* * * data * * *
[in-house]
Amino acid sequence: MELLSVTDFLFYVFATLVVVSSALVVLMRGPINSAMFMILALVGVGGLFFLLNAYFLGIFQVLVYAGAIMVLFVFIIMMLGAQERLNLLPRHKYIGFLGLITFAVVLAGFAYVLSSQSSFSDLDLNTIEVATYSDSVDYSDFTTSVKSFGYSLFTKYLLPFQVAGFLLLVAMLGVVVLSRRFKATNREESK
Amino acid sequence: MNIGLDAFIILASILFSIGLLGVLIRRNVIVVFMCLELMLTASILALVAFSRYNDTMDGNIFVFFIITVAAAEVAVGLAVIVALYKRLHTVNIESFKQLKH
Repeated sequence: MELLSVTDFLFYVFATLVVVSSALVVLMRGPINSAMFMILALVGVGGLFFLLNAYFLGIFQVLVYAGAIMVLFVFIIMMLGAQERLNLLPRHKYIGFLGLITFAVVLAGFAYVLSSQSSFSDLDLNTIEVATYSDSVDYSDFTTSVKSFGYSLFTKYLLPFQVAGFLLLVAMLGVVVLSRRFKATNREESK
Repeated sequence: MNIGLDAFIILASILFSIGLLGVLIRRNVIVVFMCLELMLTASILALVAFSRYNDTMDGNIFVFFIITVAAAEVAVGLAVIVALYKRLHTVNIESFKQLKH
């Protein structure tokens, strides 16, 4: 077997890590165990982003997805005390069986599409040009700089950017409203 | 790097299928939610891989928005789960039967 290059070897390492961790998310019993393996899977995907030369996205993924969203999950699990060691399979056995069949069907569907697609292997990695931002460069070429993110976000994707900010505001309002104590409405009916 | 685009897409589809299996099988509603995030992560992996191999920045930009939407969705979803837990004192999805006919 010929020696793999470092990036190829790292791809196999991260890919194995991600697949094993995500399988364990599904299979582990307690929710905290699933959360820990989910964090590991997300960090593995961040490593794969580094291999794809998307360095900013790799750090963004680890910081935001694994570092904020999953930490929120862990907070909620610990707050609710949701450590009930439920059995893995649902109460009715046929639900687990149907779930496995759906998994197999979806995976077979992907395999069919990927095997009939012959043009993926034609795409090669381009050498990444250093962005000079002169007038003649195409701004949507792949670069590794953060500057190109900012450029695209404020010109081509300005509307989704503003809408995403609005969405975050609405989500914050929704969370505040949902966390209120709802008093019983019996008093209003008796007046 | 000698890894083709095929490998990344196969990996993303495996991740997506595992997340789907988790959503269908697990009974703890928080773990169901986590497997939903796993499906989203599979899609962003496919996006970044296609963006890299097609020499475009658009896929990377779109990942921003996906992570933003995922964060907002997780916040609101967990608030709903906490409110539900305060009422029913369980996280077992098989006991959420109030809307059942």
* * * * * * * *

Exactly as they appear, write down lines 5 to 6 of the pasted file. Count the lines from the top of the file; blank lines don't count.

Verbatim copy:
Repeated sequence: MNIGLDAFIILASILFSIGLLGVLIRRNVIVVFMCLELMLTASILALVAFSRYNDTMDGNIFVFFIITVAAAEVAVGLAVIVALYKRLHTVNIESFKQLKH
């Protein structure tokens, strides 16, 4: 077997890590165990982003997805005390069986599409040009700089950017409203 | 790097299928939610891989928005789960039967 290059070897390492961790998310019993393996899977995907030369996205993924969203999950699990060691399979056995069949069907569907697609292997990695931002460069070429993110976000994707900010505001309002104590409405009916 | 685009897409589809299996099988509603995030992560992996191999920045930009939407969705979803837990004192999805006919 010929020696793999470092990036190829790292791809196999991260890919194995991600697949094993995500399988364990599904299979582990307690929710905290699933959360820990989910964090590991997300960090593995961040490593794969580094291999794809998307360095900013790799750090963004680890910081935001694994570092904020999953930490929120862990907070909620610990707050609710949701450590009930439920059995893995649902109460009715046929639900687990149907779930496995759906998994197999979806995976077979992907395999069919990927095997009939012959043009993926034609795409090669381009050498990444250093962005000079002169007038003649195409701004949507792949670069590794953060500057190109900012450029695209404020010109081509300005509307989704503003809408995403609005969405975050609405989500914050929704969370505040949902966390209120709802008093019983019996008093209003008796007046 | 000698890894083709095929490998990344196969990996993303495996991740997506595992997340789907988790959503269908697990009974703890928080773990169901986590497997939903796993499906989203599979899609962003496919996006970044296609963006890299097609020499475009658009896929990377779109990942921003996906992570933003995922964060907002997780916040609101967990608030709903906490409110539900305060009422029913369980996280077992098989006991959420109030809307059942």